BTB 40: HOW STEEP IS STEEP IN NEW ZEALAND?
Published on: Saturday 1st August 2015
– Gary Olsen, factory sales representative, international
Simon Keeling and David Kirke from the Oxford University Dangerous Sports Club made the first ever jump using an elastic bungee cord off the Clifton Suspension Bridge in Bristol, England on April 1, 1979. However, the New Zealanders have certainly taken the pursuit to new heights by popularizing the activity despite all the potential risks involved. Bungee jumping, jet boating, mountain climbing, abseiling, skydiving and extreme snowmobiling are classified as ‘extreme’ sports and might involve waiving the life insurance policy of the participant.
Cable Assist Logging
Tethered or cable assist logging, now a growing trend in New Zealand, Chile and the Pacific Northwest, is a serious attempt to get the boots off the ground and improve the level of safety, especially on the steep and broken terrain characteristic of these countries. Despite valid concerns by nearly all logging machine manufacturers, most end users are of the opinion that the operator of a purpose-built, leveling track feller buncher or harvester, inside a proper forestry ISO ROPS, FOPS and OPS certified cab that is responsibly secured with one or two wire ropes and anchored at the top of the slope, is much safer than a chainsaw operator or a choker setter in the same terrain. With this in mind, contractors and forestry companies have chosen to implement such systems by purchasing a used bulldozer or excavator weighing around 30 tonnes, then rigging it with either a single 29 mm (11/8 in) wire rope or twin 22 mm (7/8 in) cables to a winch system. The other end connects to a hitch point on say, a Tigercat LS855C carrier fitted with a Tigercat 5195 directional felling saw. The hitch point has a load cell or tension monitor that links to a digital display in the cab so that the operator controlling the whole system by remote control is always aware of the tension on the cable. To avoid tension spikes, the cable must remain under load at all times.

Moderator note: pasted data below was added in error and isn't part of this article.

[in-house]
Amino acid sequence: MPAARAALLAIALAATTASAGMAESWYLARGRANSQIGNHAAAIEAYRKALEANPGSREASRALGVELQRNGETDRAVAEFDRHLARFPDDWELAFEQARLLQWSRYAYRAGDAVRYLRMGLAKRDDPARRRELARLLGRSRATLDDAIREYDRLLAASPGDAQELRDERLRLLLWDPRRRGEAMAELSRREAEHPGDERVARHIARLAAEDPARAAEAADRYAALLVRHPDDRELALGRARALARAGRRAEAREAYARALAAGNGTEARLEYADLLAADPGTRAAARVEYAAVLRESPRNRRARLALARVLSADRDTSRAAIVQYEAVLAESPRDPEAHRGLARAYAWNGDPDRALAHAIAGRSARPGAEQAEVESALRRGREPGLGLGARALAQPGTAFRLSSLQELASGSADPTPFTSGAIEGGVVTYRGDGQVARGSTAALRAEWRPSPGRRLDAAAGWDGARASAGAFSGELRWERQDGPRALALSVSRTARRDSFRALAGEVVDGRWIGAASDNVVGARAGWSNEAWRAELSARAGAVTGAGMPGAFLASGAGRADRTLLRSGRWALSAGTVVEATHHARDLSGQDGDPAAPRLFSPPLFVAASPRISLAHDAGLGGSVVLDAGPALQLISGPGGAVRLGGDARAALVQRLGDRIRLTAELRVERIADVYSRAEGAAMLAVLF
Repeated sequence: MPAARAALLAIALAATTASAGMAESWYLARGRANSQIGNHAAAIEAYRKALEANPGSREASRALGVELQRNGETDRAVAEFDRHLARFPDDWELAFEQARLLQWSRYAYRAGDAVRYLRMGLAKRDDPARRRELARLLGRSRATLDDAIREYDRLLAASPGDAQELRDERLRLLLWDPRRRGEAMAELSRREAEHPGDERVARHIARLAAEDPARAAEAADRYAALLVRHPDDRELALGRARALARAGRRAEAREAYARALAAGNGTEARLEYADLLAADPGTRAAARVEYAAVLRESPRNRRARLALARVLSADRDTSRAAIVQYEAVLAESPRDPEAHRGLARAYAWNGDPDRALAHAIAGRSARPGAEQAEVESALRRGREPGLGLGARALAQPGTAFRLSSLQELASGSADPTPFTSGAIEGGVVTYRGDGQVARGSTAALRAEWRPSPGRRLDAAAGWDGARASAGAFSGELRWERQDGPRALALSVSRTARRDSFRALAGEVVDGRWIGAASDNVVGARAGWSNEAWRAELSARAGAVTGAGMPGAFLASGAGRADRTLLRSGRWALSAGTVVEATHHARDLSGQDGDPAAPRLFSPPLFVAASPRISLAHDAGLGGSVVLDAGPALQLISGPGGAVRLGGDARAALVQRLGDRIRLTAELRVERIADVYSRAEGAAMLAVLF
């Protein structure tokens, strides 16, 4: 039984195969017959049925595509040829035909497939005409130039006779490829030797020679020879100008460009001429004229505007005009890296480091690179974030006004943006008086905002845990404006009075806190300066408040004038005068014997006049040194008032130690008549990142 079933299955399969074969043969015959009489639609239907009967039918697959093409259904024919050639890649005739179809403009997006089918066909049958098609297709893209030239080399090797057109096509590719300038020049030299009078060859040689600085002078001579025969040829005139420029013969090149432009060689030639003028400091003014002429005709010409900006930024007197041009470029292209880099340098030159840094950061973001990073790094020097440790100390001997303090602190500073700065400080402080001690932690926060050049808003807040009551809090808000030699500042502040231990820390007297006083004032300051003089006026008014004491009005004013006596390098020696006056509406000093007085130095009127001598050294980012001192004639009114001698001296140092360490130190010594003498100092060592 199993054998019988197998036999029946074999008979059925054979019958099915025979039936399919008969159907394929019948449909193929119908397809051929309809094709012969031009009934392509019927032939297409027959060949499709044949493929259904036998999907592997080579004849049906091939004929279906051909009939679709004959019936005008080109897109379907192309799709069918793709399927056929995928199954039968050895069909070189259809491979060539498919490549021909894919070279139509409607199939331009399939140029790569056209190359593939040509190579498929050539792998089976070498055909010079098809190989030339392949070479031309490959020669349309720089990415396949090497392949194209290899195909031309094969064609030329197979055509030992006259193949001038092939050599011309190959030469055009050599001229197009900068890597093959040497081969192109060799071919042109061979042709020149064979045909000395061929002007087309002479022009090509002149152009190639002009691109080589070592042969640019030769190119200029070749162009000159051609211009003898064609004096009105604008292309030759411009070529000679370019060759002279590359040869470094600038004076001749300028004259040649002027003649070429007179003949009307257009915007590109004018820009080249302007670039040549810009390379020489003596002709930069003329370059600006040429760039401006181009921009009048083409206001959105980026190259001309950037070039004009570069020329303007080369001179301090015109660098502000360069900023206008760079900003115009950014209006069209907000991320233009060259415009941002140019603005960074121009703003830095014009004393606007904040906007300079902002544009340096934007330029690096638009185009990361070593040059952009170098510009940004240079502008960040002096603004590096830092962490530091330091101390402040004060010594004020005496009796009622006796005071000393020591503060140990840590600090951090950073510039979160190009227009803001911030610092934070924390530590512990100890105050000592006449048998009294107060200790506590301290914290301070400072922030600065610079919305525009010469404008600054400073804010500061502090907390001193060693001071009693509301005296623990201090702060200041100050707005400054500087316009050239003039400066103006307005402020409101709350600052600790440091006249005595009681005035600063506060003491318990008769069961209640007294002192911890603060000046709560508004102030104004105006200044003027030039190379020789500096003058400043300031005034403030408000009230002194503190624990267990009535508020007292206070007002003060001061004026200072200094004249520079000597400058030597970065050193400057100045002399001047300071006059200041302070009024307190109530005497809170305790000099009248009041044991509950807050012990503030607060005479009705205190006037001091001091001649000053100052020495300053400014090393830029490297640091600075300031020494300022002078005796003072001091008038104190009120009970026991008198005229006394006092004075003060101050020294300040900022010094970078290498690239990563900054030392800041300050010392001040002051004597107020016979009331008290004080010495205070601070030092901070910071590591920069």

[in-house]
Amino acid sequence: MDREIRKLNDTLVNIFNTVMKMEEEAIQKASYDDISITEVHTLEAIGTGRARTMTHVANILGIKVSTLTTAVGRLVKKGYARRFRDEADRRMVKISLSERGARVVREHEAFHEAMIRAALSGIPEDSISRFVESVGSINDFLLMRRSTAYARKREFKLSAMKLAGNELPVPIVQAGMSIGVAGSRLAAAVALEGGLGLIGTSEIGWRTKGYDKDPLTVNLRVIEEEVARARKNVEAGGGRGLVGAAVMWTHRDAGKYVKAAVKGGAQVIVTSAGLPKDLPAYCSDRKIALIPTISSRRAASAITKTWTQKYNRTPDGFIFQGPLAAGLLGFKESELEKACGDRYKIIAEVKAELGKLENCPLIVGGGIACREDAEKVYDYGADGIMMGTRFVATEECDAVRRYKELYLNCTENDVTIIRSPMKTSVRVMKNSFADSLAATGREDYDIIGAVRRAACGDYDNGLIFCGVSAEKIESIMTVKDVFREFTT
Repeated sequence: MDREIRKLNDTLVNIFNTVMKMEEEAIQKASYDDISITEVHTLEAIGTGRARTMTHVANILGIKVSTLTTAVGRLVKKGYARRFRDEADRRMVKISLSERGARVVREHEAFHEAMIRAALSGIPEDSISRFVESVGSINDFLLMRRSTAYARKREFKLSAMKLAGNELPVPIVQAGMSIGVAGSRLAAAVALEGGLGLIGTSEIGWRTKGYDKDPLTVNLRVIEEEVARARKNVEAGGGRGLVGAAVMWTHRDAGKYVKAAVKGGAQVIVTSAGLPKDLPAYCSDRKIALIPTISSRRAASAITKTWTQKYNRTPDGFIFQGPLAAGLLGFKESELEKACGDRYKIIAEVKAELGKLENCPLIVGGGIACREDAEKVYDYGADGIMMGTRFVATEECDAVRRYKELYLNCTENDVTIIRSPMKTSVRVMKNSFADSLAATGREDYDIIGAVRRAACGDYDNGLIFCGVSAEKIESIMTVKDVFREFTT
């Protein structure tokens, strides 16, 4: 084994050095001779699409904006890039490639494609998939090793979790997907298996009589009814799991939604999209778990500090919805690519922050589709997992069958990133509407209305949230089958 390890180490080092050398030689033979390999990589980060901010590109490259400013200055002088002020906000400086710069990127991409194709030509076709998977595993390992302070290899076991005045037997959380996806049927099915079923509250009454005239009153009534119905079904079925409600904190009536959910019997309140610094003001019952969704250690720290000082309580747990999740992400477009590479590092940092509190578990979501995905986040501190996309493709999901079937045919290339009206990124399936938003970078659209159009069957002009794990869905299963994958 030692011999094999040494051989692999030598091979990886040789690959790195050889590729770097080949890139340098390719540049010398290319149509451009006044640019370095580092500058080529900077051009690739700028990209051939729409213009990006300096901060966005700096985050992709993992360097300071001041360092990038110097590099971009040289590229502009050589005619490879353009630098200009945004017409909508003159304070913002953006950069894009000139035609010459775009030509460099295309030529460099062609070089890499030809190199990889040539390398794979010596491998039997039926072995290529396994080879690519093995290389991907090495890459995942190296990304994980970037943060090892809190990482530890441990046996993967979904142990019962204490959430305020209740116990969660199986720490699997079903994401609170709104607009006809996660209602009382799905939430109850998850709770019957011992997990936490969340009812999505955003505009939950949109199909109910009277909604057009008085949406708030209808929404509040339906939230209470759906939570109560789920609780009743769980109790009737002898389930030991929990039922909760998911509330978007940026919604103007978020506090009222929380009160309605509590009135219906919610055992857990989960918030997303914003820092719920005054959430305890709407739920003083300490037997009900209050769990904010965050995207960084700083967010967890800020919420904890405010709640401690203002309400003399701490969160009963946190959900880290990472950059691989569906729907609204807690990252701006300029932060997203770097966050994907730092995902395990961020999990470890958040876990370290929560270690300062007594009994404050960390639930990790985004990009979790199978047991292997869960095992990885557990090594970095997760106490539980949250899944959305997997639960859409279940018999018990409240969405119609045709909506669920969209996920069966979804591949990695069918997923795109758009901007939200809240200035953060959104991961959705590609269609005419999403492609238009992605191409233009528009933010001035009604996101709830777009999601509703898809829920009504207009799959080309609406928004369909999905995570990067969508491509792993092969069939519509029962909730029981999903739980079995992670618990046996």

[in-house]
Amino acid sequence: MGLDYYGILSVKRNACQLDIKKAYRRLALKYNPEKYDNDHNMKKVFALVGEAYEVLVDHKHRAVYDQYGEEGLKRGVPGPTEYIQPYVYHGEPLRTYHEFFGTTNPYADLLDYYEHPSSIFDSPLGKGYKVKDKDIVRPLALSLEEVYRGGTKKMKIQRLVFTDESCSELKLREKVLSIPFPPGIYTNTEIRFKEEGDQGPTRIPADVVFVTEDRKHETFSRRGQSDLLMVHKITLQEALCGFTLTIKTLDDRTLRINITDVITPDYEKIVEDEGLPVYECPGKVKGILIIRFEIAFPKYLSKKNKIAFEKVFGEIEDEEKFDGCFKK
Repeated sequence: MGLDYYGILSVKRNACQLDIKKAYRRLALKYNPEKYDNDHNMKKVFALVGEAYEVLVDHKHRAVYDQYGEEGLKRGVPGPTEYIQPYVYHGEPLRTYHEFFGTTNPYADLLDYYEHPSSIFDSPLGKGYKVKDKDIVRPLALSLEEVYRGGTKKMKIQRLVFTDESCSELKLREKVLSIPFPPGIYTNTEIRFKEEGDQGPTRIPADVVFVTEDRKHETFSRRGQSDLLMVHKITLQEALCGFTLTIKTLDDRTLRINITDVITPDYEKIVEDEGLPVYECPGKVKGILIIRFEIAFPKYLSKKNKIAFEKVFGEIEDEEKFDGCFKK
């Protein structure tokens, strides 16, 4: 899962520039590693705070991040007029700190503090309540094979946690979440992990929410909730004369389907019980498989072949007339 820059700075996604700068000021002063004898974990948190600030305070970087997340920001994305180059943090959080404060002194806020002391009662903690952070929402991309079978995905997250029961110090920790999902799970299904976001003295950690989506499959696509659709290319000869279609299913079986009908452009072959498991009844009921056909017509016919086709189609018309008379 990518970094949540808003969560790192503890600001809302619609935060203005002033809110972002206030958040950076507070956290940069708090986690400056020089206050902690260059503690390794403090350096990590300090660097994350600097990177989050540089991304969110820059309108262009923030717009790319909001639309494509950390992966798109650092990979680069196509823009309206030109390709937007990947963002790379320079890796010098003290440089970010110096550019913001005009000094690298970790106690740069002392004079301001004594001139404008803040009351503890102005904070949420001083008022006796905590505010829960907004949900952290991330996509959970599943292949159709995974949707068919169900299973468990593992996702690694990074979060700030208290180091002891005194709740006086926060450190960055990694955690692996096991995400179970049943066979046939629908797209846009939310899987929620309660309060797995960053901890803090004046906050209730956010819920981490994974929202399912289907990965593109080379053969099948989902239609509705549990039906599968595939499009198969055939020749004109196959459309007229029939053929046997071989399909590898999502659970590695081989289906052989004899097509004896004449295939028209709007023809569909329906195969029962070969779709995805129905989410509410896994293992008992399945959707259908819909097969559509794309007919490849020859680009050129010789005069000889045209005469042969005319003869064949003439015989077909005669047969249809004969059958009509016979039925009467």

Tigercat Engineers in Field
All logging contractors going down this avenue are critically mindful of the risks involved and are approaching with care. The New Zealand forestry industry, through the auspices of the Forest Industry Engineering Association (FIEA), raised awareness of this logging method as well as other technologies by organizing the HarvestTECH 2015 Steep Slope Conference in Rotorua this past June. Tigercat, in trying to fully understand the application and how its track carriers, felling heads and six-wheel skidders are being used on steep terrain, sent a strong group of thirteen delegates including engineers, factory field representatives and Ken MacDonald, Tigercat’s CEO and owner. The group not only attended and participated at the Steep Slope Conference but also visited numerous Tigercat customer sites not limited to tethered applications. The value and importance of seeing machines in the field and listening to operator feedback remains a top priority with Tigercat’s engineering staff and this two week trip proved invaluable in this regard. Customers were almost overwhelmed by the strong interest that Tigercat has in ensuring it continues to produce machines that meet evolving contractor requirements. Amongst all the disagreement relating to these emerging methods, one point is quite clear. It is the background, training and ability of the operator to assess and mitigate risk on a constant basis that most affects safety in any forest, despite all the cutting edge technology
A visit with Eric Krume provides a glimpse into future possibilities for Pacific Northwest logging.
In just a couple of years, with AB Equipment at the helm, the Tigercat machine population in New Zealand has exploded from a handful of units to over 120.
The Larson family has been working in the forests of British Columbia since at least 1929, when Ivar and Lance’s grandfather started his first logging business.